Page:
When evaluating the traction and grip of a hiking shoe, the first step is to take a look at the bottom of the shoe. There are a variety of different patterns, each with a different purpose. If you’re planning on doing the Machame or Umbwe routes, both of which are steep and more difficult, you’ll want a shoe that has small, sticky rubber lugs, so that the shoe grips well on smooth surfaces while providing better traction on mud and wet ground. If you go for too large a lug, it would be uncomfortable on the smooth ground covered at the beginning of the Lemosho route. You want to make sure you find a good balance that suits the shoe to the route. If you’re doing the Marangu route or the Rongai route, which are the more simple and touristy routes, a hiking shoe which is more trekker orientated may be suitable. These shoes have small lugs and are much lighter, meaning they’re far less durable, but can provide decent traction and grip on the easier trails. Run your hand over the lugs, if they feel soft, it usually means they will provide better traction. Hard lugs tend to be more durable, but can be quite slippery on wet or smooth surfaces. The second factor to take into consideration is the shoe’s ability to prevent ankle rolling. This is extremely important, particularly on the more difficult and uneven trails, and having good ankle support can be the difference between continuing a climb and turning back due to an ankle injury. High-cut boots generally provide the best ankle support and they’re also the best type of shoe to wear if you know you’ve had previous problems with ankle stability. However, leather hikers and light hikers can be suitable as long as they have solid ankle support. Ensure that the shoe fits properly around the ankle and that it feels secure.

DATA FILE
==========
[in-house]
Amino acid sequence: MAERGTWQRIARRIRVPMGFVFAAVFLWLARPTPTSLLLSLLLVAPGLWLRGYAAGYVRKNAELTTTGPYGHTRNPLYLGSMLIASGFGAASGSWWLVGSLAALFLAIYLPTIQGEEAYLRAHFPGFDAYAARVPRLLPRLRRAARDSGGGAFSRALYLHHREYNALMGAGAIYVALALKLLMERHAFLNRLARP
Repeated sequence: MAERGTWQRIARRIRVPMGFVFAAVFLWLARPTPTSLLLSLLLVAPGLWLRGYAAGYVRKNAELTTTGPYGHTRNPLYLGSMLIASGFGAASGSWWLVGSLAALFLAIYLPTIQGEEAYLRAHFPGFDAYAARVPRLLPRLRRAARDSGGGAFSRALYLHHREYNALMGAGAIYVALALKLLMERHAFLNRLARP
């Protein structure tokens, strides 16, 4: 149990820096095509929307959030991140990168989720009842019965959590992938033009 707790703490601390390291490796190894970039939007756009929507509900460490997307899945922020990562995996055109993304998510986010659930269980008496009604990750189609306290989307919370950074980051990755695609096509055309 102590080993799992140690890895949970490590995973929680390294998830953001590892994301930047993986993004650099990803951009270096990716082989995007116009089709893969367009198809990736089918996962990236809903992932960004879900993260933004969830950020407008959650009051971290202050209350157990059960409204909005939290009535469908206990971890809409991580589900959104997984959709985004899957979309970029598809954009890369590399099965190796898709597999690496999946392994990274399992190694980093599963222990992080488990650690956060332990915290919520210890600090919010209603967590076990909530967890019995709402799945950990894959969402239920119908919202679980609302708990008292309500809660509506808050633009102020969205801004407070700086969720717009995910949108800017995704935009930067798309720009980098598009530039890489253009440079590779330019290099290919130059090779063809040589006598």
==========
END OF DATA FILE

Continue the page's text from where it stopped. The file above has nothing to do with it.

Trying On and Testing the Shoes